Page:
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Lovett Obviously A Serious Upgrade

Thursday, September 11, 2008 11:41am
By: Accsports Staff

September 16, 2002

CLEMSON - It's still early, but the leading candidate for whatever assistant coach of the year award might be available is Clemson defensive coordinator John Lovett.

The evidence is in the numbers. Through three games, the Tigers had allowed just one opponent (Georgia Tech) more than 300 total yards (303) and were allowing an average of 266 per game. Last season, under the direction of the great screamer Reggie Herring, the Tigers allowed 394 per game.

All of the players point to Lovett, and they all say variations of the same thing: He teaches, and he puts us in position to make plays. Herring always whined about nobody making plays. Through three games, the Tigers made a bunch of defensive plays.

Here are two examples:

In the Louisiana Tech game, true freshman cornerback Justin Miller made an interception in the end zone by taking a pass away from a Bulldog receiver. In the Georgia Tech game, the Yellow Jackets, trailing by five points, were driving for the potential winning touchdown when linebacker Eric Sampson picked off a pass to seal the Tigers' first ACC victory of the season.

“It was cover four, and I just had to read three,” Sampson said. “He came on a skinny post, and the quarterback threw the ball right to me. Coach Lovett put me in the position to make that play.”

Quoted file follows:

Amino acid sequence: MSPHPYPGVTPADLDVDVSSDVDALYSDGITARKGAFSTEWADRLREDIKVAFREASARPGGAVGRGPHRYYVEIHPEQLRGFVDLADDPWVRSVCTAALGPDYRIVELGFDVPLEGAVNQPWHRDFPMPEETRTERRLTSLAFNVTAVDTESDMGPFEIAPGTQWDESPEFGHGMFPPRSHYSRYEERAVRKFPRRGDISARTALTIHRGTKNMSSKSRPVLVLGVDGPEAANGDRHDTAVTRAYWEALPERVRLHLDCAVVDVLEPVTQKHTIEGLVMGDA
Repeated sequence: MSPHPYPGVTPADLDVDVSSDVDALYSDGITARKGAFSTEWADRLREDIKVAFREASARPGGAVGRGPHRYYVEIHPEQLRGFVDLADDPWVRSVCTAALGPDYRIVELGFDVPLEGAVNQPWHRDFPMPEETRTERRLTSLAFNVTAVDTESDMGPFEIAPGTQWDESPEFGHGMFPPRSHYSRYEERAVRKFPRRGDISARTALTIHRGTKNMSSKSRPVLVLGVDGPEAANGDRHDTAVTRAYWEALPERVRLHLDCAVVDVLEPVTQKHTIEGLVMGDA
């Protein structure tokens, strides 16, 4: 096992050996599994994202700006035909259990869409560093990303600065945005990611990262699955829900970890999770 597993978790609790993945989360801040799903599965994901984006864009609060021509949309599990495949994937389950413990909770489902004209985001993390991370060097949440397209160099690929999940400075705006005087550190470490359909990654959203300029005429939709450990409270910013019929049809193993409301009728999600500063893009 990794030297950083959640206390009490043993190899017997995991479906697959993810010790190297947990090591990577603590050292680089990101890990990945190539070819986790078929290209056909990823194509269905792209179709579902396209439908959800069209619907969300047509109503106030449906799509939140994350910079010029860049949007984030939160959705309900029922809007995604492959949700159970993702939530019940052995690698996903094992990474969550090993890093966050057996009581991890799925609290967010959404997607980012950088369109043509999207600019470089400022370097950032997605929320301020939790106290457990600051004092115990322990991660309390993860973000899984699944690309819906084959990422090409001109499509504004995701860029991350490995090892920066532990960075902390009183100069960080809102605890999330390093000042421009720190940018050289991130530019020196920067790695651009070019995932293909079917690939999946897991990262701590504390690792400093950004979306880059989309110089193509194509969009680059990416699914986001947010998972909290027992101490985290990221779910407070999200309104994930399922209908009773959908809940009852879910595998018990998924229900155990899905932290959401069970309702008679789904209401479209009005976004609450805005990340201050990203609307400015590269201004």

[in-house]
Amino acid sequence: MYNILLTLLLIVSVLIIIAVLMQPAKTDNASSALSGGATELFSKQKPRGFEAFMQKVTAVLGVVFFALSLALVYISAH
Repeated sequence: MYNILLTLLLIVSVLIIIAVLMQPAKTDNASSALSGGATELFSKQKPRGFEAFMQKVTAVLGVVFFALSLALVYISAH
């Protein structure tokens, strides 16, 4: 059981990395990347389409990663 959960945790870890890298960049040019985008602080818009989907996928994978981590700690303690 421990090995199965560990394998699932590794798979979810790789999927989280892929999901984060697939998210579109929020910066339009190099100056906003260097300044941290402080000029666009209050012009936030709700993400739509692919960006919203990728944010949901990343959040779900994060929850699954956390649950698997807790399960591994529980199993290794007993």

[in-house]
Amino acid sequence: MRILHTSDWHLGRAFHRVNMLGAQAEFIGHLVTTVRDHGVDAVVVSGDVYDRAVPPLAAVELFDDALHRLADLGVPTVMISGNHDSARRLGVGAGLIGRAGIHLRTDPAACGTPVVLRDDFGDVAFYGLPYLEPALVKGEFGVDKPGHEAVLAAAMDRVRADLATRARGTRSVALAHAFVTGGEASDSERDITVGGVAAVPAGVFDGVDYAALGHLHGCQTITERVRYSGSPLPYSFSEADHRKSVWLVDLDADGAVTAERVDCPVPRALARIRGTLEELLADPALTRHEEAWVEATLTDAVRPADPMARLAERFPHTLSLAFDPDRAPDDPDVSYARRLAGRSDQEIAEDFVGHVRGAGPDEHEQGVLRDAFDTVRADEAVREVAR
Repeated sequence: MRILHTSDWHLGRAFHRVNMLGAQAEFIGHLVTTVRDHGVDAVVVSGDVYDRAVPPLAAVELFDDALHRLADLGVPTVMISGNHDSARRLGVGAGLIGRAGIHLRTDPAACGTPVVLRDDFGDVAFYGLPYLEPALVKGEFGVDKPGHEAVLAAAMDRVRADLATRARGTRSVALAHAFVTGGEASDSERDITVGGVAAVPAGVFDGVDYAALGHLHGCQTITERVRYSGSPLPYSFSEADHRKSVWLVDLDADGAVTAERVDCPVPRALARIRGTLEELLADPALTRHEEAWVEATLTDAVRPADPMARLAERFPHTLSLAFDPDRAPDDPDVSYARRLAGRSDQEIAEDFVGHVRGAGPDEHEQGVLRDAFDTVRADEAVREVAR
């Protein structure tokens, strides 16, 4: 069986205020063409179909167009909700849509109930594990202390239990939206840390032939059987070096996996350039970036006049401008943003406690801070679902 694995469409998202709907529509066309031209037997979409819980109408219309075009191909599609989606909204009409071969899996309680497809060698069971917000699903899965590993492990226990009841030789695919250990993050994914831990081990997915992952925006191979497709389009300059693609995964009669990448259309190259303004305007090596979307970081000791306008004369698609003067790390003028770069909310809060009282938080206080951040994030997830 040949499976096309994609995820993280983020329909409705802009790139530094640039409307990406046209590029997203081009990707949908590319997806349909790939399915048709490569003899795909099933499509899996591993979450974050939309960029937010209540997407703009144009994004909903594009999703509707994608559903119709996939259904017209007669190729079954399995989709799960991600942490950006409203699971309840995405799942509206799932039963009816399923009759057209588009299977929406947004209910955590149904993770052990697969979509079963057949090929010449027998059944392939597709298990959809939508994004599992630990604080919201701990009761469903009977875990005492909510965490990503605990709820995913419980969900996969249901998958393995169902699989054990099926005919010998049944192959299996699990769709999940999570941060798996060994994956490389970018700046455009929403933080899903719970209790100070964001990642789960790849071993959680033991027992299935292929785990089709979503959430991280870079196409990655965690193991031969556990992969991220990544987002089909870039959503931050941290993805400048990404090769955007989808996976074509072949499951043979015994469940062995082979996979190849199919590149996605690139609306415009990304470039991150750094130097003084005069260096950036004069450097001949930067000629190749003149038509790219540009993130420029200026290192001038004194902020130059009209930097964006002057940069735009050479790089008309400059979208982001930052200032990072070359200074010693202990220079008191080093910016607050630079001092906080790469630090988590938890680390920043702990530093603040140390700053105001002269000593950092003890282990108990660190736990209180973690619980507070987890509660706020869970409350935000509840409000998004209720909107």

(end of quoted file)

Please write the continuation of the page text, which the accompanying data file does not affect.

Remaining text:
Lovett has installed a zone-blitz scheme that definitely has improved Clemson's pressure on the quarterback and its pass coverage. Through three games, the Tigers had five interceptions, eight sacks and nine turnovers. It took the Tigers seven games last season to get their seventh turnover.

“With John Lovett, the defensive staff and the defensive players, we have some great leadership,” Clemson coach Tommy Bowden said. “The defensive staff really has done a good job.”

Even though the secondary took a hit with the season-ending injury to cornerback Toure Francis, it improved with the return of Altroy Bodrick and the emergence of Eric Meekins. Their physical play has made a big difference.

Up front, tackle Nick Eason got off to a tremendous start. He had two sacks and three tackles for loss against Georgia Tech. He did not record a sack last season, after moving from end to tackle. Meanwhile, ends Bryant McNeal and Khaleed Vaughn both are becoming major contributors.